He was part of a team that studied sugarcane harvesters in India. They tested their thinking skills before the harvest (when they were broke), and after the harvest (when they had a fair bit of money). It turned out that when they had the financial security that came at the end of the harvest, they were on average thirteen IQ points smarter—an extraordinary gap. Why would that be? Anyone reading this who's ever been financially stressed knows part of the answer instinctively. When you are worried about how to survive financially, everything—from a broken washing machine to a child's lost shoe—becomes a threat to your ability to get through the week.
If you're looking for a magic ingredient, you won't find it. But there's one thing that unifies every single one of them. They're all leaving out the crap that's making us sick in the first place. They're all leaving out the refined carbohydrates, the processed food, the junk oils. They're all building their foundations on whole foods…. That's the key. That's the magic bullet—just go back to whole foods. Foods as they were originally intended. He quoted Michael Pollan, who says we should eat only food that our grandparents would have recognized as food, and we should shop primarily around the outer edges of the supermarket—the fruit and veg at the front, and the meat and fish at the back. The stuff in the middle, he warned, isn't really food at all.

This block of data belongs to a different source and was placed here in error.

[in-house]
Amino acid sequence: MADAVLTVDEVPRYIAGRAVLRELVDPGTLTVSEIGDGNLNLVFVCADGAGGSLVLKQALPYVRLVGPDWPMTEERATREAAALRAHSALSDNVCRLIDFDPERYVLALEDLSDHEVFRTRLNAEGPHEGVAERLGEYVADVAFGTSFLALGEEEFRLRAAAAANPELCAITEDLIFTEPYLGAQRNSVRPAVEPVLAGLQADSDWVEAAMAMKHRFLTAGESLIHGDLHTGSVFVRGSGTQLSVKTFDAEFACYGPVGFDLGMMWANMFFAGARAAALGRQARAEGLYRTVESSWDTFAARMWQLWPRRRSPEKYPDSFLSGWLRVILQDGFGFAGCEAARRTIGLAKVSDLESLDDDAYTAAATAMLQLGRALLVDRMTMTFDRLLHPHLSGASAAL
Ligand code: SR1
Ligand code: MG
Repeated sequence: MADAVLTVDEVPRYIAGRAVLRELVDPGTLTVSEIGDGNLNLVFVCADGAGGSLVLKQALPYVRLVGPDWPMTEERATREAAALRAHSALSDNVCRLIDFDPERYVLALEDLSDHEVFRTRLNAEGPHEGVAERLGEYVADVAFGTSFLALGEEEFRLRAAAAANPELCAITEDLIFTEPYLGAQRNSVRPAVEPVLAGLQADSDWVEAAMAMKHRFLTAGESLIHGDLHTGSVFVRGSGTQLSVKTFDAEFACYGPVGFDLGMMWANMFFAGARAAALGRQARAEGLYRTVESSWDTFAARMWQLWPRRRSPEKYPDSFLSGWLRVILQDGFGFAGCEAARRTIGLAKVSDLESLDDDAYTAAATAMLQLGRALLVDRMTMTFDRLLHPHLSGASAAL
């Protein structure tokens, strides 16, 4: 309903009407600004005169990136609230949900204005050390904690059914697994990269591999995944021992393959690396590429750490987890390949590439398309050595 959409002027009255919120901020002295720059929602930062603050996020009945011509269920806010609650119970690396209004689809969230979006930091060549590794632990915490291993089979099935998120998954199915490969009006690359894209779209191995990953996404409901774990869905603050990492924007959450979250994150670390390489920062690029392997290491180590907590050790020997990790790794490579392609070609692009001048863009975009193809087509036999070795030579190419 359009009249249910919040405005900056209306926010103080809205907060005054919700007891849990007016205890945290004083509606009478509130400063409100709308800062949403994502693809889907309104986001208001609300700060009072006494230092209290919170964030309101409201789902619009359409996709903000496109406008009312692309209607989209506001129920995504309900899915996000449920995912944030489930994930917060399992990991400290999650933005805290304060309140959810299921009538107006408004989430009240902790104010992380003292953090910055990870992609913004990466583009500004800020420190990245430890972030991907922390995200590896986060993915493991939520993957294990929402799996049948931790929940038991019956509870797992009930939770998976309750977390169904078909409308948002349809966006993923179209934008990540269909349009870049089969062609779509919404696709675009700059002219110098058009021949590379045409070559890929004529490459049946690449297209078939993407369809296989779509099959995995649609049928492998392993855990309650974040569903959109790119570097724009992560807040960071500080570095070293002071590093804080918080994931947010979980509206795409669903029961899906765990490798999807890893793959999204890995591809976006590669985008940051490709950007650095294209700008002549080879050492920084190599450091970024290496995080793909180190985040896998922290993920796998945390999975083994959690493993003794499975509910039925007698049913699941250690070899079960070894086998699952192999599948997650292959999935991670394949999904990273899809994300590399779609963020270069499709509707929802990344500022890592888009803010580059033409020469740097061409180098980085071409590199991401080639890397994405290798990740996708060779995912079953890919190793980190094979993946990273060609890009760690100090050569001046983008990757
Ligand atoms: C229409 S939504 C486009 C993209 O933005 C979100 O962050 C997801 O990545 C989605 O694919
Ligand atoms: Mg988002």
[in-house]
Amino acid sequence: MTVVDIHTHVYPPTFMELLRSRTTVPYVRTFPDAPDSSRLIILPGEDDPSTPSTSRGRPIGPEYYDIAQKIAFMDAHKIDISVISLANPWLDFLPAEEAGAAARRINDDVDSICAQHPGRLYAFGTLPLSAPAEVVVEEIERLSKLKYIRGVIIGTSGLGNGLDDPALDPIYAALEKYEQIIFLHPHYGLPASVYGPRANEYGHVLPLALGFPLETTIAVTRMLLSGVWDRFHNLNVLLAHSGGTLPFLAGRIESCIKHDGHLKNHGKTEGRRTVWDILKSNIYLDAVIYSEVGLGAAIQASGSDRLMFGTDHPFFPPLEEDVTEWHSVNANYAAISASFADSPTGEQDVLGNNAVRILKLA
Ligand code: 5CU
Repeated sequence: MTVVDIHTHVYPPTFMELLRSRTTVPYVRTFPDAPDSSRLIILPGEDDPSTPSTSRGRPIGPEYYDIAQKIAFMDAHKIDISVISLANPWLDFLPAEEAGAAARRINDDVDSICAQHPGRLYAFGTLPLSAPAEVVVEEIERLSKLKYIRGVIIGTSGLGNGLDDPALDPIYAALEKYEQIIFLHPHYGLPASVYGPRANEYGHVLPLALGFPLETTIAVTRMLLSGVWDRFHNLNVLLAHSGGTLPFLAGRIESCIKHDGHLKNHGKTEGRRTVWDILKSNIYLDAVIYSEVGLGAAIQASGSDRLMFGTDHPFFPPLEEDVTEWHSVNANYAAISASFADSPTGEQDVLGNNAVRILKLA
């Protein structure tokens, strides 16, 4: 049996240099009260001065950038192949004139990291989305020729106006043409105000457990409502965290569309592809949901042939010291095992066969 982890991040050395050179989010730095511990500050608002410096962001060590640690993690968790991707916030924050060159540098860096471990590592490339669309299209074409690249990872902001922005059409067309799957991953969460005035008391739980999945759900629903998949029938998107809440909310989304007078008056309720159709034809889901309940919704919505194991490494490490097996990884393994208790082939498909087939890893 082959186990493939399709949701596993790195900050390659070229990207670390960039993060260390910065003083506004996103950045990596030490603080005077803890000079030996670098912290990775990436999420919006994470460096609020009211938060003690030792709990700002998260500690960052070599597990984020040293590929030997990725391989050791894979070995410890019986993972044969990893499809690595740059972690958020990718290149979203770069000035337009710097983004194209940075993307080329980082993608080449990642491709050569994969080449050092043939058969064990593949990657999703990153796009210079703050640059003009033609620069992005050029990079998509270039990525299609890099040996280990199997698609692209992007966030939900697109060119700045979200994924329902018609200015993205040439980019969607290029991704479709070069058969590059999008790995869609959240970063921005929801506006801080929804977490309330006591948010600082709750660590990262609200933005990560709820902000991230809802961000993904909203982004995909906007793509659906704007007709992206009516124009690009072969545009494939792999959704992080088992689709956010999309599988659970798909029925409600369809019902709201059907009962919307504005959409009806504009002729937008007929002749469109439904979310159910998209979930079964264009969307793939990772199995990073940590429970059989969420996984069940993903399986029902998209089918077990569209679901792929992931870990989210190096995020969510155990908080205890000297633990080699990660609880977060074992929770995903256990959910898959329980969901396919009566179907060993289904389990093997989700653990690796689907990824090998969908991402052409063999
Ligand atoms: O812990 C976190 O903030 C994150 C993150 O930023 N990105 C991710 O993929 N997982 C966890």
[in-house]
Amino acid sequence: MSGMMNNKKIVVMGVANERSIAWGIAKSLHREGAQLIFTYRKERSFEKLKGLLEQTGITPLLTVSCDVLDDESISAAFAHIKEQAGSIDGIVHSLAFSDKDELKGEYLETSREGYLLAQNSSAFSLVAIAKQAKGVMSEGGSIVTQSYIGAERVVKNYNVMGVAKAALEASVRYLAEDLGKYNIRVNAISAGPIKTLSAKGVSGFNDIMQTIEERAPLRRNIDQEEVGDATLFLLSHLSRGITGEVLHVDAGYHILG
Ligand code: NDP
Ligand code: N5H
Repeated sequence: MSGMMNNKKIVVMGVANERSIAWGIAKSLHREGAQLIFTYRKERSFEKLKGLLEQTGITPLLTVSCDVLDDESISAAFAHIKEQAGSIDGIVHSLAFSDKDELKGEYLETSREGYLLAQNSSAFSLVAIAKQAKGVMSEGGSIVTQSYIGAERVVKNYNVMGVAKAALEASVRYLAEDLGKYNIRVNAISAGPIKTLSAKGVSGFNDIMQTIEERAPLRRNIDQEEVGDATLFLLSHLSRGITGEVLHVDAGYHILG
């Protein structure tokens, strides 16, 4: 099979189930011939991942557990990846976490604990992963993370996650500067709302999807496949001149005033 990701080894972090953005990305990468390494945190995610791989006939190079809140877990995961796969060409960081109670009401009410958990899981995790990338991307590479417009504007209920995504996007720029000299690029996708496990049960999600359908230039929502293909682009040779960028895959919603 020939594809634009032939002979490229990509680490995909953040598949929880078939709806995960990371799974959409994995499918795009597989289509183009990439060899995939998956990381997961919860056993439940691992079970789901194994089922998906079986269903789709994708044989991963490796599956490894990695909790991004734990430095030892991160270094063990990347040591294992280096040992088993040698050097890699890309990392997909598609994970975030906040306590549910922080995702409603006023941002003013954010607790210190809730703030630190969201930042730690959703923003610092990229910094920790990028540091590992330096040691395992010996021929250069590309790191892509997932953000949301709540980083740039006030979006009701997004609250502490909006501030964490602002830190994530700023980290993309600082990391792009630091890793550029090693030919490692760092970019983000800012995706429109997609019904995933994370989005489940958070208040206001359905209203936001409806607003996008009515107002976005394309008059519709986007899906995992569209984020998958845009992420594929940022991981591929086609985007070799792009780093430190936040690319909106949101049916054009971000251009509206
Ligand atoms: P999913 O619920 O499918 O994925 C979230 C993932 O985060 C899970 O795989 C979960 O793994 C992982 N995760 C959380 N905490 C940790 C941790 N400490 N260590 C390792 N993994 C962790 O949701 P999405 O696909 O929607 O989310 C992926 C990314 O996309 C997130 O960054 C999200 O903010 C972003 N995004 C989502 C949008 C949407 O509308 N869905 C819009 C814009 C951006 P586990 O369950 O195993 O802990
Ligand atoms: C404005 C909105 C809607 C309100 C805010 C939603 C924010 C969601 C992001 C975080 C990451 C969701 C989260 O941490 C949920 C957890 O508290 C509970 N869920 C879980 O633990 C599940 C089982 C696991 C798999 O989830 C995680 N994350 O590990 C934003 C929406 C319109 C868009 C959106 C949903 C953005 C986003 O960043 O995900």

All through the research for this book, I had an ongoing struggle to hold clearly in my mind the structural nature of our attention crisis. We live in an extremely individualistic culture, where we are constantly pushed to see our problems as individual failings, and to seek out individual solutions. You're unable to focus? Overweight? Poor? Depressed? We are taught in this culture to think: That's my fault. I should have found a personal way to lift myself up and out of these environmental problems. Now, whenever I feel that way, I think about the mothers in Rochester whose kids were being poisoned by lead, and they were simply told they should dust their homes more, or that their kids had a perverted desire to suck on chunks of lead paint. We can see clearly now there was a huge problem with a deep cause in the environment—and yet the primary response was to tell people to throw all their energy into a frantic individual displacement activity that made no difference at all, or (even worse) to blame their own poisoned children